During the civil war, the perpetrators were mainly rebel forces.  However, after the conflict the perpetrators include not just ex-combatants, but community or family members, teachers, husbands or partners. GBV does not only lead to physical and mental trauma for the victim. It often carries longer-term social consequences for the victims themselves, such as stigmatization by their families and the community. Around 15 percent of those who were raped ended up getting pregnant. A high rate of divorce and wife abandonment often follow.

Reports from the Ministry of Gender and Development in 2008 show a similar trend: 34 percent out of over 10,000 reported protection incidents are GBV related. Domestic violence is the most prevalent of all protection incidents (26 percent out of all reported cases).

Taking a cursory look at the relationship between gender and corruption, studies show the relationship between the women in positions of power in countries around the globe, with emphasis on anti- corruption measures in place, to that of the opposite gender. Findings show that with more women in power, there were less forms of corruption. Gender as viewed from different cultures, influence the lives of men and women in different ways.

In many typical African societies, women are limited to domestic work and are regularly confronted with corruption when dealing with education, health and other public services. According to a  UNODC Report titled” The time is now” Addressing the gender dimensions of Corruption, and published in 2020,   In the health care sector, women are particularly vulnerable as they have reproductive health needs that may require regular attention. They can face corruption for things as simple as getting appointments to having to pay for treatment that they should have received for free. On a daily basis in Liberia, at different   health facilities , women have to pay unjustified fees after having to go through so much procedure, only to get medical treatment. A network dominated by men, whether in the public or private sectors, works at the exclusion of women, so that they don’t have access to some cardinal information, or political space.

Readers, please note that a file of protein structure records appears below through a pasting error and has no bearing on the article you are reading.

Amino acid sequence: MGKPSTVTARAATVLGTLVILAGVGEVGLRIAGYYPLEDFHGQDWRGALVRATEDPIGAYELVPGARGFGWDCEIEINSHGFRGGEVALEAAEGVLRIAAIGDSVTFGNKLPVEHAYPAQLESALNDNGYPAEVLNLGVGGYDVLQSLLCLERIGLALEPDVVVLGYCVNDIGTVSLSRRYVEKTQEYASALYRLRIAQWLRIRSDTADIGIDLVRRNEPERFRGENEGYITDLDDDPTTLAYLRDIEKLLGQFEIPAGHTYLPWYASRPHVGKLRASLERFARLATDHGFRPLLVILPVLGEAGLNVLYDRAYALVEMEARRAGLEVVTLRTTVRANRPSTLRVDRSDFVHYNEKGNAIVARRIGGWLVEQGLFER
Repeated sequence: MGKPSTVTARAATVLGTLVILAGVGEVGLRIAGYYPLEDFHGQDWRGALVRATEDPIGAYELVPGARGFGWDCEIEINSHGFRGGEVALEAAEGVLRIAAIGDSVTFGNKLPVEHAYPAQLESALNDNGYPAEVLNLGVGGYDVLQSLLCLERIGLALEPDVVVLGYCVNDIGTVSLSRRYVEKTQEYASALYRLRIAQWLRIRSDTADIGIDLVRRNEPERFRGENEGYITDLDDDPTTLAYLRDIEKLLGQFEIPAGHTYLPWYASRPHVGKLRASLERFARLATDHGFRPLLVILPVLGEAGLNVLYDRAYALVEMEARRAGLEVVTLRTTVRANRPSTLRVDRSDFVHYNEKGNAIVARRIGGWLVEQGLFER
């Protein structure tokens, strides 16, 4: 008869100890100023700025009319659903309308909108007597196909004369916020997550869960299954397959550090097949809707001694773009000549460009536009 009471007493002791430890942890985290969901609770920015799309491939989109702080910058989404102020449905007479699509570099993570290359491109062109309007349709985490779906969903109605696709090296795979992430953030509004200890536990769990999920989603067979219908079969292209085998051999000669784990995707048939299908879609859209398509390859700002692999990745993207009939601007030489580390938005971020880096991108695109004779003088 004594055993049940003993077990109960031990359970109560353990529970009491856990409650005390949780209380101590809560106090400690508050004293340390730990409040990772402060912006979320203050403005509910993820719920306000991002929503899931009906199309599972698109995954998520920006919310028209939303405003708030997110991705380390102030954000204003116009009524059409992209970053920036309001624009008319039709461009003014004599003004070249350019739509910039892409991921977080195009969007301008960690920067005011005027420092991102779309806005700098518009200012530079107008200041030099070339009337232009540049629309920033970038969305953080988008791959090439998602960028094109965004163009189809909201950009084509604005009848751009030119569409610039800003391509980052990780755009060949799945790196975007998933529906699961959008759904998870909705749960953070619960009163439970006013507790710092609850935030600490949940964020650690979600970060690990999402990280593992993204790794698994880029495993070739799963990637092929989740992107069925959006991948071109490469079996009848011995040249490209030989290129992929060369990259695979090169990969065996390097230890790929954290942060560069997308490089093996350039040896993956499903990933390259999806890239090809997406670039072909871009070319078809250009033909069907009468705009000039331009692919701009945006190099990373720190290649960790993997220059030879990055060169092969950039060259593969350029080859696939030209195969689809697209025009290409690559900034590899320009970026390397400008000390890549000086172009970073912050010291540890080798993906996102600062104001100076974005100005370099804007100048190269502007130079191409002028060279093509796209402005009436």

On the other hand, women in leadership roles have been shown to be more motivated and invested in addressing aspects of corruption that are closer to their own reality, i.e. in areas such as public service delivery of health care and education. They may also be more interested in addressing the gendered currency of corruption, namely where women are asked for sexual favours to access services that are, in fact, sometimes even free.

In conclusion, a preventive strategy targeting men and women that strives for knowledge, attitudinal and behavioral change, by raising awareness of SGBV across all these pillars remains cardinal, especially as we commemorate 16 days of activism. This must involve a mix of advocacy and public awareness campaigns using various media at the community, county and national level.




Friday, 03 December 2021 15:42

Liberia: Gender and Corruption

By: Sam Z. Zota, Jr.